Although each of us may interpret these basic tenets in slightly different ways, they provide a common foundation for defining high quality early childhood programs. Such programs are ones in which children of all abilities, ages, races, cultures, creeds, socio-economic, and family lifestyle backgrounds feel lovable, valuable, and competent.

    The Need for Knowledge
    Having specialized knowledge about child development and learning is the cornerstone of professionalism in early childhood education. Such knowledge encompasses recognizing common developmental threads among all children as well as understanding significant variations across cultures. Interviews with child care providers and observations of their work with children consistently find that those who have such knowledge are better equipped and more likely to engage in develop-mentally approp-riate practices. Instead of treating their interactions with children as wholly intuitive, they bring factual information to bear on how they think about children and how they respond to them.

    Understanding child development provides practitioners with insights into children’s behavior and helps adults better grasp the context within which those actions occur. This expands providers’ notions of what constitutes normal child behavior. As a result, they are more likely to accept typical variations among children as well as accurately recognize potential problems that may require specialized intervention. Familiarity with child development also offers clues to child care workers about the sequence in which activities might be presented to children and the degree of developmental readiness necessary for children to achieve particular goals.

    Understanding how young children think and expand their concepts and skills is the key to creating approp-riate physical environments for children, to determining appropriate adult/child inter-actions, and to developing activities and routines that support rather than under-mine children’s natural ways of learning.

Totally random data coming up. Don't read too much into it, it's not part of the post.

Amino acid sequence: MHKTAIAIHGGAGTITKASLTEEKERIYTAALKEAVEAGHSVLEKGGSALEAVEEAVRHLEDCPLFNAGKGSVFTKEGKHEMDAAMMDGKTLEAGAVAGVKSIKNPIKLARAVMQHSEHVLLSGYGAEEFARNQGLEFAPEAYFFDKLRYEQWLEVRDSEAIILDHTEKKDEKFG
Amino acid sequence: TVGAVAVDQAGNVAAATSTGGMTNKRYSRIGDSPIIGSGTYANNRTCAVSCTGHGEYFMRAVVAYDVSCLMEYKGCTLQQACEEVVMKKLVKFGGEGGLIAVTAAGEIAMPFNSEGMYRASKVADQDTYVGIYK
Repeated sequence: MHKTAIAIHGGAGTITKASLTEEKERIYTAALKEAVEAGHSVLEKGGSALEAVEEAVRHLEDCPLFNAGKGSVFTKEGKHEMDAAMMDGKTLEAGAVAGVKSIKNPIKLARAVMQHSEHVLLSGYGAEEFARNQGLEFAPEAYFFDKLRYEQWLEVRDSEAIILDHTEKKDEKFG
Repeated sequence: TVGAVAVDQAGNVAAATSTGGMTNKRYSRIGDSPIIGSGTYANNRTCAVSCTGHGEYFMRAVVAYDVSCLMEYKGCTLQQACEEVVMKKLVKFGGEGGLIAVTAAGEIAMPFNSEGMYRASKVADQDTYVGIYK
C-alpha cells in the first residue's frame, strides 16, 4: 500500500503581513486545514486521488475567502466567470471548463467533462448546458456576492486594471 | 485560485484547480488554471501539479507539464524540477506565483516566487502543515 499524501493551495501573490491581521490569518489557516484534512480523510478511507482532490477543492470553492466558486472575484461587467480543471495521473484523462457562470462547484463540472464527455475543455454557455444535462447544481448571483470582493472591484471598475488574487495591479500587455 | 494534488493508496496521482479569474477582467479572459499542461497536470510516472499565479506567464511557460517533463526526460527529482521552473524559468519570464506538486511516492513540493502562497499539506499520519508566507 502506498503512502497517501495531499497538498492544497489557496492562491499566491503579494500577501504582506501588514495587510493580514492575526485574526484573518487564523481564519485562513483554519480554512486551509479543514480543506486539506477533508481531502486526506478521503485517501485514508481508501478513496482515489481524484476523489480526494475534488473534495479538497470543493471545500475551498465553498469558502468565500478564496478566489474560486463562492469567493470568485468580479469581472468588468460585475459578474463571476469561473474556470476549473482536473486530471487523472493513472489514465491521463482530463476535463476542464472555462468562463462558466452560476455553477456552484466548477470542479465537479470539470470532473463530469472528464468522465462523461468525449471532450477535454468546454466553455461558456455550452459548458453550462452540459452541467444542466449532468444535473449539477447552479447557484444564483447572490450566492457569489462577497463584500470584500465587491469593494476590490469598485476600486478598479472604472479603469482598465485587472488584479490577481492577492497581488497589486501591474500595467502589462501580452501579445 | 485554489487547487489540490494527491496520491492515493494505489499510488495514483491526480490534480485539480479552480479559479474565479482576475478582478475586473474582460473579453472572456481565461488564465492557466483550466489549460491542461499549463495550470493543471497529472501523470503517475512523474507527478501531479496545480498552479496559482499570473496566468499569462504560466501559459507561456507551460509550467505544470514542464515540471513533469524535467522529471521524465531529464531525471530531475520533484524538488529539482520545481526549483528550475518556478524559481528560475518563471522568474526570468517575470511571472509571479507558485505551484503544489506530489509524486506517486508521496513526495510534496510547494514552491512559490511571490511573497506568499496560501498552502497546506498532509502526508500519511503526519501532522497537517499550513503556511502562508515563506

Children As Individuals
    Practitioners are called on daily to make decisions that require them to see each child as distinct from all others. The adult must weigh such variables as the child’s age, what the child’s current level of compre-hension might be, and what experiences the child has had. Although age is not an absolute measure of a youngster’s capabilities and understanding, it does serve as a guide for establishing appropriate expectations. For instance, knowing that preschoolers do not yet have a mature grasp of games with rules, child care workers would not consider a four year old who spins twice or peeks at the cards in a memory game as cheating. Nor would they require preschoolers to adhere to the rules of the game in the same way they might expect grade-schoolers to do.

    The kinds of previous knowledge and skills a child brings to a situation should also be taken into account. Obviously, children with little or no exposure to a particular situation or skill would not be expected to perform at the same level of competence as children whose backlog of experience is greater. For instance, standards for dressing independently would be different for a three year old than those for a six year old, not only because of differ-ences in maturity, but because the older child has had more practice.